Retailers can reduce the number of strains and sprains in the workplace by using transport and lift-assist devices and modifying work practices to enable employees to work within their “power zone,” NIOSH explains in a new safety publication.

In “Ergonomic Solutions for Retailers,” NIOSH highlights a number of strategies that grocery stores and other retail establishments can make to protect workers from musculoskeletal injuries when moving materials from the delivery truck to the sales floor.

“Data has shown us that not only do musculoskeletal injuries result in time away from work across all industry sectors, but data shows that they affect workers in the wholesale and retail trade at a higher rate,” NIOSH Director Dr. John Howard said. “This new resource is an invaluable tool for workers in this industry to help decrease injuries and increase productivity.”

While NIOSH noted that the new publication focuses on the grocery sector, the agency added that “the easy-to-read format can be adapted to other scenarios, including for those working in warehouse and storage facilities.”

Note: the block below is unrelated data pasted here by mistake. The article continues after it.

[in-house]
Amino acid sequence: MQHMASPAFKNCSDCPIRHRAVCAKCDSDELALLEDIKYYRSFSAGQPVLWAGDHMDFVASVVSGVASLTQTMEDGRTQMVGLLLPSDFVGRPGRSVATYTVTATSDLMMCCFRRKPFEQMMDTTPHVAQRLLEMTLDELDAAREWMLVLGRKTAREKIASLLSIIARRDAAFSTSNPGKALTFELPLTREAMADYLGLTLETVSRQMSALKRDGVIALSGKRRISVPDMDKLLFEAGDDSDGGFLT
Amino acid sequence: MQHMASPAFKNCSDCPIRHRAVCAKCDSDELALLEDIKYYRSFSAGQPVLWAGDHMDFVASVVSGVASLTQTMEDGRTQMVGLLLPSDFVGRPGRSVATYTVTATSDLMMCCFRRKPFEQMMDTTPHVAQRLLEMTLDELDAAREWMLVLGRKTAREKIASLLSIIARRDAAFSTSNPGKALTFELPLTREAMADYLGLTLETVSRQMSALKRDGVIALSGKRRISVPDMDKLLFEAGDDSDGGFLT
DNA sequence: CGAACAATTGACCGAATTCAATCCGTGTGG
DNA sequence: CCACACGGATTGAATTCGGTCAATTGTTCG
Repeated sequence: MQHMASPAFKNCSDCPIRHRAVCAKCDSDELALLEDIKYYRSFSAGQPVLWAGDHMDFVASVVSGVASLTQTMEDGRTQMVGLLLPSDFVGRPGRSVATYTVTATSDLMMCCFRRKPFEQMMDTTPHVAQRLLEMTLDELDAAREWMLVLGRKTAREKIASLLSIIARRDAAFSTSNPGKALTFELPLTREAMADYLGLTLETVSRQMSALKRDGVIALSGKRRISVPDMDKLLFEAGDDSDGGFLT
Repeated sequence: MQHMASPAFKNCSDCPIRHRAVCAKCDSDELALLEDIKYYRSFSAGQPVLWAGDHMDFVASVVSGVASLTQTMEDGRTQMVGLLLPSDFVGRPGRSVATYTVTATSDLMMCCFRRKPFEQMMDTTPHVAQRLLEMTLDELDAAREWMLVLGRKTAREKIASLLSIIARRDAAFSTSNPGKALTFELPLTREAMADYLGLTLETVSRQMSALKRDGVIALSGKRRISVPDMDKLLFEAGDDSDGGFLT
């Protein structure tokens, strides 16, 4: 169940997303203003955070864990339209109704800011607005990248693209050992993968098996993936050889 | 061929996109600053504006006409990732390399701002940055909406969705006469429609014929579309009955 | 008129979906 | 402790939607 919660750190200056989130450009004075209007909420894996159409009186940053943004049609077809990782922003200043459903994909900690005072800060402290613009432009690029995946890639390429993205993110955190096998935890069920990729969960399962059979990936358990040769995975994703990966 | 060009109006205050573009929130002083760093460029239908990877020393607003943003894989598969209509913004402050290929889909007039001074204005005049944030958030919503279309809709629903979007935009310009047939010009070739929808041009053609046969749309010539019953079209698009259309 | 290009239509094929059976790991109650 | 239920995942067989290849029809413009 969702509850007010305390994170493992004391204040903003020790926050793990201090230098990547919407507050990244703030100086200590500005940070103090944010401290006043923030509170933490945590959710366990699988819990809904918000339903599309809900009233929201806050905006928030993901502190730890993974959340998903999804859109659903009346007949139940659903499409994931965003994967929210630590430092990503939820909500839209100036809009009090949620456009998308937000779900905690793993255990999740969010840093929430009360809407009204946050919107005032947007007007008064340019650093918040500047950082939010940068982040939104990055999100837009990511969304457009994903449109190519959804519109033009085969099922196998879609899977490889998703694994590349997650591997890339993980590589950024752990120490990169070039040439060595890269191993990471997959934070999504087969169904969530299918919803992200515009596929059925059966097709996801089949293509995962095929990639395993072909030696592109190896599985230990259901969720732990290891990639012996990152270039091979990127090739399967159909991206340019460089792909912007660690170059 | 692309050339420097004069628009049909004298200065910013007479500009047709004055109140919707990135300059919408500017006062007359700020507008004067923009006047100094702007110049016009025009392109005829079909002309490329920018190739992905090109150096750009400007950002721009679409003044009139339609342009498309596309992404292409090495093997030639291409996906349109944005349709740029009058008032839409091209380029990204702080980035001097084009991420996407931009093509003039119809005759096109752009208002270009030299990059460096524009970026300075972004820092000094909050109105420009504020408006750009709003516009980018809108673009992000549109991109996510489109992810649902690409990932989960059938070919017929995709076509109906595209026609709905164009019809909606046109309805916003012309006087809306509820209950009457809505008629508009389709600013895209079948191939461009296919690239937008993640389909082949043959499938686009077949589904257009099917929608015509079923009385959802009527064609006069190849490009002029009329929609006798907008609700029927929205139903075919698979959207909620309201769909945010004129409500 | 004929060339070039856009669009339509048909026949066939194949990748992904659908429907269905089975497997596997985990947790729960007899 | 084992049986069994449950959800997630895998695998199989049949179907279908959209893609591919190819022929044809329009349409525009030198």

“The technology presented may also support a retailer’s growing Internet sales that depend on moving large quantities of merchandise often with fewer employees,” NIOSH said.

In the publication, NIOSH outlines the steps in an action plan for reducing workplace injuries related to manual material handling:

  1. Look for clues – Review OSHA 300 logs and other written records; observe work activities; talk to workers; and use assessment tools such as the NIOSH Manual Material Handling Checklist.
  2. Prioritize jobs for improvements – Decide which tasks to improve first, based on the frequency and severity of risk factors and complaints, among other factors.
  3. Make improvements – NIOSH notes that the goal of ergonomic improvements “is to improve the fit between the demands of work tasks and the capabilities of your workers.”
  4. Follow up – Separately evaluate each improvement for effectiveness. Has the improvement reduced or eliminated fatigue, discomfort, symptoms and/or injuries, as well as most or all of the risk factors?  

The NIOSH publication includes three sections on improvement options:

  • Section 1 – Easier ways to manually lift, lower, fill or empty containers.
  • Section 2 – Easier ways to manually carry containers.
  • Section 3 – Alternatives to manual handling of individual containers.

According to the Bureau of Labor Statistics, musculoskeletal injuries accounted for 34 percent of all occupational injury and illness cases in 2012. Laborers and freight, stock and material movers experience the highest number of overexertion injuries. The injuries often involve strains and sprains to the lower back, shoulders and upper limbs.